Frequently Asked Questions: Digestive System

Q. What is the daily amount of energy (in kilojoules) needed by 15-year old boys and girls?
A. 15-year old boys require 9000 kilojoules of energy daily, but 15-year old girls only need 7000 kJ.

Q. What are faeces? Why are faeces brown?
A. Faeces are the undigested wastes that we eliminate from the anus when going to the toilet. Faeces are brown because they contain a brown chemical called bilirubin. This chemical is formed when red blood cells break down.

Q. Why doesn't stomach acid 'eat' away the stomach lining?
A. The stomach wall is lined with mucus that protects it. However, ulcers (erosion of the stomach lining) can occur if a person has unhealthy dietary habits such as drinking too many fizzy drinks or alcohol without having food as well.

Q. Who made the first false teeth?
A. It was the Etruscans who worked with gold 3000 years ago.

Q. How does an antacid work?
A. Stomach juices have hydrochloric acid. An antacid is the opposite of an acid (called a base or alkali) to neutralise the stomach acid so a person feels less discomfort.

Q. Why are there sometimes corn kernels in our faeces?
A. Humans do not have the enzyme required to digest cellulose which is the component of much of the plant matter in corn kernels, so it passes out of our bodies without being digested.

Q. Why do pigeons bob their heads?
A. Pigeons have a muscular neck that gives them that bobbing movement. Therefore they are the only birds that can suck water. All other birds must sip water, tilt their beaks and let gravity allow them to swallow.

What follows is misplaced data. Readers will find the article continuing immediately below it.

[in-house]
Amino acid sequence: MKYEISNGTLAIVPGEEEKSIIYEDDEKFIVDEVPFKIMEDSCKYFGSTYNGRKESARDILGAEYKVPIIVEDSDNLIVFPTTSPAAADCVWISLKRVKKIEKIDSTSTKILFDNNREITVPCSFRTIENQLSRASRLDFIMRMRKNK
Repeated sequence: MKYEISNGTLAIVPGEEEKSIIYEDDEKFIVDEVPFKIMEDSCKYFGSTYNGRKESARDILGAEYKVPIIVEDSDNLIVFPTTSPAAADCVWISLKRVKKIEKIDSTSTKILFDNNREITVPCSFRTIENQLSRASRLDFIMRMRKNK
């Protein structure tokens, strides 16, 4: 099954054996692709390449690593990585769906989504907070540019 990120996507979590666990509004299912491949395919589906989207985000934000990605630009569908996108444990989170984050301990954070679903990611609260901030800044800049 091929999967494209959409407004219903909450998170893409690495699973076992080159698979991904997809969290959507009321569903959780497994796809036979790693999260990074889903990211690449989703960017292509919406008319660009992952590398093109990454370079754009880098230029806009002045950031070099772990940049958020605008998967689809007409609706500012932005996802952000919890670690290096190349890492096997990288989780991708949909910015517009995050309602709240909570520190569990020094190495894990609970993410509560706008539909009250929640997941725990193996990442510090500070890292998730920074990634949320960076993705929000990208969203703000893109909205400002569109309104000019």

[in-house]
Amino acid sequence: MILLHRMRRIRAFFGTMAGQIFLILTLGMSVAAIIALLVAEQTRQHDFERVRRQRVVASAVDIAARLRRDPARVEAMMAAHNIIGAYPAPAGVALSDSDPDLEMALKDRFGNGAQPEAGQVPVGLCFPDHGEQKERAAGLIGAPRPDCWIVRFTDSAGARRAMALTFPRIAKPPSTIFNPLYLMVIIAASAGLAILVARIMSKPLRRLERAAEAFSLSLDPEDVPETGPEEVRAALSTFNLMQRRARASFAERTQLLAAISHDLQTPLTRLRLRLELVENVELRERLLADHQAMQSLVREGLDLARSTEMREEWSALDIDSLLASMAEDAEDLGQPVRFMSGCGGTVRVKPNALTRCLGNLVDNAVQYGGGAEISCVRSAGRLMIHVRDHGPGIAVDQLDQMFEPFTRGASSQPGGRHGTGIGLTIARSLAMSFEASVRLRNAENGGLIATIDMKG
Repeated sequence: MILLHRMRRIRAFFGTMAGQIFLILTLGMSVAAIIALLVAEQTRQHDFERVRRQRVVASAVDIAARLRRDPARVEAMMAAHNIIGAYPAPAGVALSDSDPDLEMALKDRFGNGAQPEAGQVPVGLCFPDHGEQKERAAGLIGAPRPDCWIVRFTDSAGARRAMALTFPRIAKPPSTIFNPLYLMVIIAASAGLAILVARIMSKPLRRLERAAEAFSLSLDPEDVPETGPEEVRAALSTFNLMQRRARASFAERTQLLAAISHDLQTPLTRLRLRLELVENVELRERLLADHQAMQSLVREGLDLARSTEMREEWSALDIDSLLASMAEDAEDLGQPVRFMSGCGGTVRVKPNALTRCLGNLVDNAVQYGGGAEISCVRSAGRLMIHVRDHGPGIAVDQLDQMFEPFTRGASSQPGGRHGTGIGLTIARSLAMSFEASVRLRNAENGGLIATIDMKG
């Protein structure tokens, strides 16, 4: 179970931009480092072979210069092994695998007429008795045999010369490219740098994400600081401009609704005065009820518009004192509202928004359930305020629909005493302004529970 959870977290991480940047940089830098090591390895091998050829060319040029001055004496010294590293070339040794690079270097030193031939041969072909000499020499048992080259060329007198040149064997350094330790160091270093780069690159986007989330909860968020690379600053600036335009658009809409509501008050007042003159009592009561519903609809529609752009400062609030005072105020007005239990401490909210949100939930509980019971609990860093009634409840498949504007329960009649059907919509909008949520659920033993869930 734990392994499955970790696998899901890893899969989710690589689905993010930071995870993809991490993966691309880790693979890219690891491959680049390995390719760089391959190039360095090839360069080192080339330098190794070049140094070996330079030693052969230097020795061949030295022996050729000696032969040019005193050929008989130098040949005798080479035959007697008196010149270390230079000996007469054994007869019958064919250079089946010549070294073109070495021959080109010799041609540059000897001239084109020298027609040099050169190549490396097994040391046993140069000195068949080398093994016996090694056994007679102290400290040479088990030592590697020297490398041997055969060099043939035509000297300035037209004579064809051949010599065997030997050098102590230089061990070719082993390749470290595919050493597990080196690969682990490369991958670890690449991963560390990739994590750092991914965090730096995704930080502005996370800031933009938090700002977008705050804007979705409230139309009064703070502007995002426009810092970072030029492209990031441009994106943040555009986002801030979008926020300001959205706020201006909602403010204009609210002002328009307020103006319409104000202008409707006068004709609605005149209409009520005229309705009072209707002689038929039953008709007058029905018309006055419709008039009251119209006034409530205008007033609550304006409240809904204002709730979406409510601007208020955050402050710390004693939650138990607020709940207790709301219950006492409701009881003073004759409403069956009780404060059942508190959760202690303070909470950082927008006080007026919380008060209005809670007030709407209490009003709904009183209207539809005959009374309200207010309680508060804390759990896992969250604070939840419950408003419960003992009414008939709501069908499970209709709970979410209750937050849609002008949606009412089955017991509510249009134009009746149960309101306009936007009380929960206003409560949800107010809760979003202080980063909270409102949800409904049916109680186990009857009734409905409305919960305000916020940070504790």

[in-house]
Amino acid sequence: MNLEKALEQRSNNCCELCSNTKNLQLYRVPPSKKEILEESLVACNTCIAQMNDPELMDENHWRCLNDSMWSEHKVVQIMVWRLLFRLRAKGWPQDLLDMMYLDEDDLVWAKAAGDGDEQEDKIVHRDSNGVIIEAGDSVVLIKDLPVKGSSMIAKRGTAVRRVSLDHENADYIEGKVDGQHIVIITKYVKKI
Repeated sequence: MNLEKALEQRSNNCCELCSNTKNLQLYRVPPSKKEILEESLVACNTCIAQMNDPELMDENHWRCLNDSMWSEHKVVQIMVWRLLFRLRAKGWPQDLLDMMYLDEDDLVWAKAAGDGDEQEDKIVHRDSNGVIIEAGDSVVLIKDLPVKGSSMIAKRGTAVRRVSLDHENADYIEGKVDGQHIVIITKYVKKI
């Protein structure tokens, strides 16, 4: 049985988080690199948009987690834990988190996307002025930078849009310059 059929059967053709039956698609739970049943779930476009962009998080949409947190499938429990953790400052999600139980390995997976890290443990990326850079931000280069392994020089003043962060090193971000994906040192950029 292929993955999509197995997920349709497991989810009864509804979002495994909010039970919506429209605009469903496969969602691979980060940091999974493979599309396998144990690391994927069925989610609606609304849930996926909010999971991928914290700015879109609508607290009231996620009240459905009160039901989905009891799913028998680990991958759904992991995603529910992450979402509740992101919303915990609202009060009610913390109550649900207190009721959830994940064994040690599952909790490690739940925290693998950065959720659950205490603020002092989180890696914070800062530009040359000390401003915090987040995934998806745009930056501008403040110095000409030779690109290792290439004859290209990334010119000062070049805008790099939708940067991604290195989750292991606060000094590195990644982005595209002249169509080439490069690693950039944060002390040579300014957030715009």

Q. How many stomachs do cows have?
A. Cows have 4 stomachs to help them digest plant material more efficiently.

Q. Why does the stomach 'rumble' when a person is hungry?
A. The stomach walls contract and squash the gas and liquids in the stomach to give a rumbling sound.

Q. What are the Crypts of Lieberkuhn?
A. They are small pits in the small intestine that produce digestive juices.

Q. How do they pasteurise milk?
A. Pasteurisation is the process of killing most bacteria in milk by heating the milk quickly at about 72 °C for a few minutes and then quickly cooling it to about 10 °C before refrigeration.

Q. Where did the 'duodenum', the first part of the small intestine, get its name?
A. In the 4th century BC, an ancient Greek named Herophilus claimed it was 12 fingers long ('duodenum'='twelve fingers').

Q. Why are we told not to drink the water when we go overseas?
A. 80% of all sickness in developing countries is caused by unsafe water for drinking and sanitation. The World Health Organisation estimates that 25 000 deaths per day is the result of lack of chlorination of water. We are fortunate in Australia to have efficient water purification plants. In many overseas countries, it is recommended to drink only bottled water.